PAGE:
Some of you may recall that Steins;Gate had a very similar turn as the one in this final episode of Phantom World. They wanted to hack CERN, needed specific technology to do it, and uncovered a huge conspiracy. But the technology needed in Steins;Gate was something the characters actively worked towards acquiring, as opposed to something that just fell into their lap like in Phantom World. In Steins;Gate, it was an obstacle, and gave its characters agency, while in Phantom World it was an arbitrary magical plot key. And in Steins;Gate, this all happened relatively early in the story, while in Phantom World it’s all packed into the finale. ‘Well, duh, Passerby,’ you might say, but it illustrates another thing I really don’t understand about Phantom World: why didn’t they set this up earlier? Sure, they showed the plot coupon once in a while, and also Haruhiko trying to fix it, but all of that was irrelevant in the end. This could have been the overarching plot. This could have been used to draw all those disparate themes together. And at the very least, Phantom World could have eased us into this final arc instead of their chosen strategy of Suddenly! Stuff!
I sometimes see people describe Phantom World as just a mindless comedy that doesn’t need a plot, or even coherence, but I think that this finale arc proves that it had at least some aspirations for more than that. And even gag-heavy shows can do plot if they want. I think Amagi Brilliant Park is a useful comparison here, as a ‘KyoAni show’ that manages to do it better. Amaburi establishes its premise in its first episode, with a clear goal. They need to attract visitors to a theme park, gotcha. There’s an overt reason why our protagonist acts, so no matter what random hijinks comes along we have at least this context. And, perhaps subtly importantly, at the end of every episode Amaburi would display a counter, as if to remind us, yes, they’re still doing this. Come episode 12, the big finale needs answer only one question: did the protagonist achieve the goal? That’s it. We’re done. Premise, progression, denouement. It’s clean, at least more so than Phantom World‘s approach of more or less winging it.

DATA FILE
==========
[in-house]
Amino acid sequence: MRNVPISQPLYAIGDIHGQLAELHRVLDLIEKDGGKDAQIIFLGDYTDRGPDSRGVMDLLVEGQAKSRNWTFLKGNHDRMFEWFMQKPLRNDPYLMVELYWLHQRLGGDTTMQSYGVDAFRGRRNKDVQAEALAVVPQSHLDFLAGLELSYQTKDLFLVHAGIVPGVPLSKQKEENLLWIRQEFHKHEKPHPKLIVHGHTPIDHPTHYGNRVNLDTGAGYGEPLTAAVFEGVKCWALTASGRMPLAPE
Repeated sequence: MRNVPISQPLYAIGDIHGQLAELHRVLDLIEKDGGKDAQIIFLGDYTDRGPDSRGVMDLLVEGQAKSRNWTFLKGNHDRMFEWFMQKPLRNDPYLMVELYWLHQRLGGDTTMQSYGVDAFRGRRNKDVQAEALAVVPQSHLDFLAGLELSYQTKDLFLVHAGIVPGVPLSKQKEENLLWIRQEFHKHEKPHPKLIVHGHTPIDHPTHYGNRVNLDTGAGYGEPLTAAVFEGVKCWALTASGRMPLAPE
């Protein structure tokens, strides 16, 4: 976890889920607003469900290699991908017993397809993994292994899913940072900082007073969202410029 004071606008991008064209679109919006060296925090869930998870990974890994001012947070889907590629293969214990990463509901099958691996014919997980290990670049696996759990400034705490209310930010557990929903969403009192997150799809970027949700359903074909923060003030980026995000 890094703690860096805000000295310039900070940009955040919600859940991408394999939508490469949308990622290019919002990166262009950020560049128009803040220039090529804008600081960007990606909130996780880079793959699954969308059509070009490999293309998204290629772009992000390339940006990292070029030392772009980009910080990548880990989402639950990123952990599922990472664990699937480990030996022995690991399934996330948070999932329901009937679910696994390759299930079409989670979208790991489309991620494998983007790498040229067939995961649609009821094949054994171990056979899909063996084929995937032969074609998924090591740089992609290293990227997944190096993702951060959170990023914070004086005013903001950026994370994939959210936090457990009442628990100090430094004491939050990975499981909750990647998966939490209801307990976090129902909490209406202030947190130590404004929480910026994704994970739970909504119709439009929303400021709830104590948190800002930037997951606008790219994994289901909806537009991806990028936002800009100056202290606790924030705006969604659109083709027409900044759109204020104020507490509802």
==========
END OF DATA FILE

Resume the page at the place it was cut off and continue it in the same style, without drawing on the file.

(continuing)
It’s a shame, because Phantom World definitely had the potential to be more than this. The augmented-reality-esque setting could have been interesting. The corporate conspiracy could have been interesting. Some parts are exciting, some parts are cool, some parts are funny. I would note Reina’s episode as having an excellent aesthetic, and being the first real sign of the potential depth in Phantom World. The cat episode also had some really interesting visuals for a brief moment, showing that a show about hallucinations made real could have worked as something more surreal. Episode 11 showed us that director Ishihara Tatsuya might just have a bit of CLANNAD left in him. The tiniest flashes of brilliance here and there, and then it’s gone. I can’t even honestly say that I’d recommend Phantom World as a good comedy. It’s much too muddied for that, with the narrative not really serving the jokes, nor the jokes really serving the narrative. Humour is the most subjective thing, though, and I’m not saying there are no laughs in Phantom World, but if you just wanted a funny show there are many better, just as there are better action shows, or better dramas, and even better shows at mixing those elements together.
I don’t particular enjoying criticising anime. I am, at heart, an anime apologist. I don’t hate on shows. I simply despair. If you personally enjoyed it, I am genuinely glad for you, but on my part, I could only look on what it could have been, and sigh. If only I even knew what it wanted to be.